The Close Up Archive
Present – 2004
Churchill’s take on love and on information seems a bit chilly. There may be a lot of both love and information out there, she appears to intimate, but it’s not usually of very good quality. Much of Churchill’s frostiness is, however, presented with a comic touch, emphasized by Dierdre McAllister’s direction, by the energetic and youthful ensemble, and by the audience, which seemed to be goading on the performers with constant and frequently loud laughter.
Neil Simon’s indecision about genre in Brighton Beach Memoirs was related to his problem being direct about his parents. A true account would necessarily have revealed their fighting, his father’s desertions and infidelities, and the eventual failure of their marriage, and could only have been presented as a tragedy or melodrama. A comedy (and Brighton Beach is formally a comedy) would need to present a sanitized version of what Simon remembered; it would satisfy his audience (which expected comedies) and his parents, but it would also come further from the flavor Simon wanted to present. What we get in consequence is a play in three somewhat inconsistent genres.
New Modes of Representation Forcing Reexamination of Oldtime Heroes: MEN ON BOATS at Baltimore Center Stage
Jaclyn Backhaus’s Men on Boats, now appearing at Baltimore Center Stage, is a gently amiable but persistently subversive take on America’s age of exploration. It recreates the 1869 expedition of John Wesley Powell and nine others down the Green and Colorado Rivers and into the Grand Canyon on a presidentially-ordained voyage of discovery. As the play is at pains to show us, the trip was a voyage of discovery only from the perspective of certain white Protestant men, since Native Americans lived along the route – and white Mormons dwelt close by as well. But only when the river and surrounding lands were surveyed and mapped by certain kinds of white men could they truly be considered part of the American imperium. While the travelers can acknowledge that various people “have run these streams” before them, including “natives” and military deserters, these predecessors were persons whom “no one counts.” That laughably foreshortened perspective does not rob the travelers of bravery, resilience, or grit. It just makes their heroic sacrifices less consequential than they understand.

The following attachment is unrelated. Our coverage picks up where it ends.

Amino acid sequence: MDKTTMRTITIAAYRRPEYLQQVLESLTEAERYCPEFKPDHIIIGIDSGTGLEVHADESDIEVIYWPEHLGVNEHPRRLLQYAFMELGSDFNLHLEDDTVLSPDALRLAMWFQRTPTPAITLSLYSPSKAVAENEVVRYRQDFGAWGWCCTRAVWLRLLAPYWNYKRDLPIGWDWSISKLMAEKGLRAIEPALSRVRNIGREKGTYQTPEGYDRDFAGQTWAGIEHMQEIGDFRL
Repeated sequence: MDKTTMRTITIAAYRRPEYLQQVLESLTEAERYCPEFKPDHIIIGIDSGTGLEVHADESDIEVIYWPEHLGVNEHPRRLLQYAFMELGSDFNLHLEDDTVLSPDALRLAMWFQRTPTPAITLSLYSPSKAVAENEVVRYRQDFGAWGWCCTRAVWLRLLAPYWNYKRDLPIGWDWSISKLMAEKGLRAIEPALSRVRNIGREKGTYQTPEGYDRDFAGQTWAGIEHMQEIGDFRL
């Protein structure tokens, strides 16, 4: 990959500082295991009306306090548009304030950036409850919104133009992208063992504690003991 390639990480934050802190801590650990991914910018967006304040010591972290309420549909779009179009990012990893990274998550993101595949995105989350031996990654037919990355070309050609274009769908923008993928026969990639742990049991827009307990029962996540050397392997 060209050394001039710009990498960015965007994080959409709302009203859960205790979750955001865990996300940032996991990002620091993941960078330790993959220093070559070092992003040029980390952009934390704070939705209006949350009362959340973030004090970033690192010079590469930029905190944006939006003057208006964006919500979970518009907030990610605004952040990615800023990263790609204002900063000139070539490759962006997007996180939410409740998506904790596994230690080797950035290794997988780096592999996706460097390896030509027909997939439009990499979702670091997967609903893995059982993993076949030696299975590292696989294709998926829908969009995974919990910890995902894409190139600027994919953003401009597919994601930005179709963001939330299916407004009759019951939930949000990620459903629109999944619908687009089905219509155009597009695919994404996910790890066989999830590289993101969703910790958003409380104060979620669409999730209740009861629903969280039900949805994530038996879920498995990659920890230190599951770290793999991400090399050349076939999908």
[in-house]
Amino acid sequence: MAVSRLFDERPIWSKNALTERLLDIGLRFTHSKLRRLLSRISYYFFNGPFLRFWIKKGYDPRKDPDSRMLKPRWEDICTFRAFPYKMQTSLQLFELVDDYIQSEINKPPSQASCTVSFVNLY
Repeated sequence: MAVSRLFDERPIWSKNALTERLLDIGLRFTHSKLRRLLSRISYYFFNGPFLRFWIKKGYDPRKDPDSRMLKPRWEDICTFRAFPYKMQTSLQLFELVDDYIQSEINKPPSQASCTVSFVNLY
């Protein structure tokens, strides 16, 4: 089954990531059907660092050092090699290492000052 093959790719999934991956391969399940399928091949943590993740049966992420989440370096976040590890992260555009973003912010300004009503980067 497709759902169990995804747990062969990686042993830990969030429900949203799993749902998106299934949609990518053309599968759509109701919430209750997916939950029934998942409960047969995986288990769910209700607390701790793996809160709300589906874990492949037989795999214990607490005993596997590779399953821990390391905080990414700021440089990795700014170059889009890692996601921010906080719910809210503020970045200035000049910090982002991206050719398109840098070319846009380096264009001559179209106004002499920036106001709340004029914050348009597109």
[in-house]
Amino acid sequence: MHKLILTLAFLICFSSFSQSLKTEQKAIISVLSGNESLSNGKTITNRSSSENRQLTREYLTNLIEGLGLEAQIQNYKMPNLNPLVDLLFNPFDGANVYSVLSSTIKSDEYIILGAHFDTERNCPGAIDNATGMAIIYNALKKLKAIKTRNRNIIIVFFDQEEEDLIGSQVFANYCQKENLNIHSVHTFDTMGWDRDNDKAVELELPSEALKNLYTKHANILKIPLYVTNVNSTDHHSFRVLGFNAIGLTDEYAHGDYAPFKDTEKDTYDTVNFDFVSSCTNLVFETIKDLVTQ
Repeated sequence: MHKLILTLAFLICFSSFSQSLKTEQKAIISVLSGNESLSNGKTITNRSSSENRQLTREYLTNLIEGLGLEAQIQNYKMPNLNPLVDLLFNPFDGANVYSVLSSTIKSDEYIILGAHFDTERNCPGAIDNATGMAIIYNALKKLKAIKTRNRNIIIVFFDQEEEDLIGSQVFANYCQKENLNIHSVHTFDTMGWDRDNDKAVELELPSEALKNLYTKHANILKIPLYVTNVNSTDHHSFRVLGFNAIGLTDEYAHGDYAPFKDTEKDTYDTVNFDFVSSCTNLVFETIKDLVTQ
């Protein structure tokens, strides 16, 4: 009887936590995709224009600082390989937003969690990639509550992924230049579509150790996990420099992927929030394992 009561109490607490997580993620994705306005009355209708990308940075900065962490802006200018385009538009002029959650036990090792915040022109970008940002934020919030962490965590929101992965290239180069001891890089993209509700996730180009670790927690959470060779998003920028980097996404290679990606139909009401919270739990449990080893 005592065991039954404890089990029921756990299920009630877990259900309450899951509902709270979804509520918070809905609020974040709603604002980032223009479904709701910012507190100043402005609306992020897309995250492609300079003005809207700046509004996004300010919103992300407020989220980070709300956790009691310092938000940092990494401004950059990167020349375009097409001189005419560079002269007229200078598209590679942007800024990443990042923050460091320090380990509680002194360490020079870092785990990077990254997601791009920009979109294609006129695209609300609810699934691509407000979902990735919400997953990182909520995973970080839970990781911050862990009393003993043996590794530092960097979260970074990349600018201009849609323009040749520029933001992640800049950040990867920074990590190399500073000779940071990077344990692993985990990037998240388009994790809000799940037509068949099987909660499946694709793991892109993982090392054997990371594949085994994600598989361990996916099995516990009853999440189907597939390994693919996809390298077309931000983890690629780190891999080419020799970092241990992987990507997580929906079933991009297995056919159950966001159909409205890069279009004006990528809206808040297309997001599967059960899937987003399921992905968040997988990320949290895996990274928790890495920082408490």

And thus the struggle over ways of thinking and dealing commences. For Hicks, the past that Sterling and Barlow are protecting has no value, and the validity of Barlow’s legal claim is irrelevant. From his standpoint, when the powers that be have firmed up their plans to a certain point, mere legality must step aside. For Wilks, abandoning the rule of law leads to chaos, even if following that principle leads to results that disappoint the oligarchs. I’ll leave it to audiences to discover how the clash of perspectives works out, but it is clear that, regardless of what becomes of Aunt Ester’s home, Wilks’ choice to adhere to the rule of law and to honor his roots and ancestors would destroy his great plans, his business partnership, and probably his marriage. Though, of course, regardless of the outcome, such a choice would also make him a hero.
Clearly, the story of a king who would, legally speaking, seem like the safest person in the land, but who nonetheless is slain, as is his lover, because their relationship is considered taboo, seems facially like a perfect vehicle to provide that treatment. But it simply isn’t, or at least not without more work. There are too many complications unique to a royal situation, as this play cannot help showing.
An Old But Surprisingly Modern Comic Treasure: THE KNIGHT OF THE BURNING PESTLE at Baltimore Shakespeare Factory
The Knight of the Burning Pestle is rarely produced, and it certainly deserves the occasional outing, if only as a reminder that our forbears were just as interested in trying experiments with theatrical genre and form as we are.